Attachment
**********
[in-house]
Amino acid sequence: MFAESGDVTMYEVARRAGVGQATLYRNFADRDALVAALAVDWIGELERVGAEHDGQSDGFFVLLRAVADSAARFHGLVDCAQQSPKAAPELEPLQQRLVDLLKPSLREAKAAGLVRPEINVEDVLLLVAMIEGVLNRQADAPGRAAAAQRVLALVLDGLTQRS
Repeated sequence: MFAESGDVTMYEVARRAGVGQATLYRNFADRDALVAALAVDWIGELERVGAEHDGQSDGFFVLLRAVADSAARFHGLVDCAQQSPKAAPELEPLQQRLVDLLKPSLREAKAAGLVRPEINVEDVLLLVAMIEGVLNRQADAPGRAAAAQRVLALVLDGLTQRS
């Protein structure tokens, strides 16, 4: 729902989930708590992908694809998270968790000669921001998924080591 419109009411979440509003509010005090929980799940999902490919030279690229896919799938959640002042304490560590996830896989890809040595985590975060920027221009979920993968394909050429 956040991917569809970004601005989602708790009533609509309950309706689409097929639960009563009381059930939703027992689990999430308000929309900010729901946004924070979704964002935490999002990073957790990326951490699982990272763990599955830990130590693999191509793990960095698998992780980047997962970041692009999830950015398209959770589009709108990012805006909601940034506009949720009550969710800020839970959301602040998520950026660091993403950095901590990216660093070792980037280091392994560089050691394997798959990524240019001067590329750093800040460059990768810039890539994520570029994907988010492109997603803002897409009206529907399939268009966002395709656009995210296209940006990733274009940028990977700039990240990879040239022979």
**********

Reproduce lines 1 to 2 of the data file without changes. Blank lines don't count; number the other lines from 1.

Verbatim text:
[in-house]
Amino acid sequence: MFAESGDVTMYEVARRAGVGQATLYRNFADRDALVAALAVDWIGELERVGAEHDGQSDGFFVLLRAVADSAARFHGLVDCAQQSPKAAPELEPLQQRLVDLLKPSLREAKAAGLVRPEINVEDVLLLVAMIEGVLNRQADAPGRAAAAQRVLALVLDGLTQRS